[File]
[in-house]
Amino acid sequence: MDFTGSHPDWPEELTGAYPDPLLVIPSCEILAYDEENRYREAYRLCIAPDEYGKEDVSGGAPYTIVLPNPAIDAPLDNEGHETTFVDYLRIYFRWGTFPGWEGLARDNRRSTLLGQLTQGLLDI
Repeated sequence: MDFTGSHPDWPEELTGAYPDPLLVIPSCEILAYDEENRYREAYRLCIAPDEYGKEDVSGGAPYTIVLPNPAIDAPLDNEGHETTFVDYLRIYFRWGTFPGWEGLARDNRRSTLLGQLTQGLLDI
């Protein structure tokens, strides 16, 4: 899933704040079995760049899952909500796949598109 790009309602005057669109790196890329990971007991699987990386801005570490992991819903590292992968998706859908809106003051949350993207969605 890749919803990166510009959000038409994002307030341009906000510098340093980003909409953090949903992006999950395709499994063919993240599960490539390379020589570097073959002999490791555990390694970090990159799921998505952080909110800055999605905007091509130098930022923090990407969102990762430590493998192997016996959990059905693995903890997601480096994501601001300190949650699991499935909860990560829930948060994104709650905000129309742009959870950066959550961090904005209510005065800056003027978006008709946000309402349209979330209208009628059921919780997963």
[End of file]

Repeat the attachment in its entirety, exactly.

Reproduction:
[in-house]
Amino acid sequence: MDFTGSHPDWPEELTGAYPDPLLVIPSCEILAYDEENRYREAYRLCIAPDEYGKEDVSGGAPYTIVLPNPAIDAPLDNEGHETTFVDYLRIYFRWGTFPGWEGLARDNRRSTLLGQLTQGLLDI
Repeated sequence: MDFTGSHPDWPEELTGAYPDPLLVIPSCEILAYDEENRYREAYRLCIAPDEYGKEDVSGGAPYTIVLPNPAIDAPLDNEGHETTFVDYLRIYFRWGTFPGWEGLARDNRRSTLLGQLTQGLLDI
């Protein structure tokens, strides 16, 4: 899933704040079995760049899952909500796949598109 790009309602005057669109790196890329990971007991699987990386801005570490992991819903590292992968998706859908809106003051949350993207969605 890749919803990166510009959000038409994002307030341009906000510098340093980003909409953090949903992006999950395709499994063919993240599960490539390379020589570097073959002999490791555990390694970090990159799921998505952080909110800055999605905007091509130098930022923090990407969102990762430590493998192997016996959990059905693995903890997601480096994501601001300190949650699991499935909860990560829930948060994104709650905000129309742009959870950066959550961090904005209510005065800056003027978006008709946000309402349209979330209208009628059921919780997963």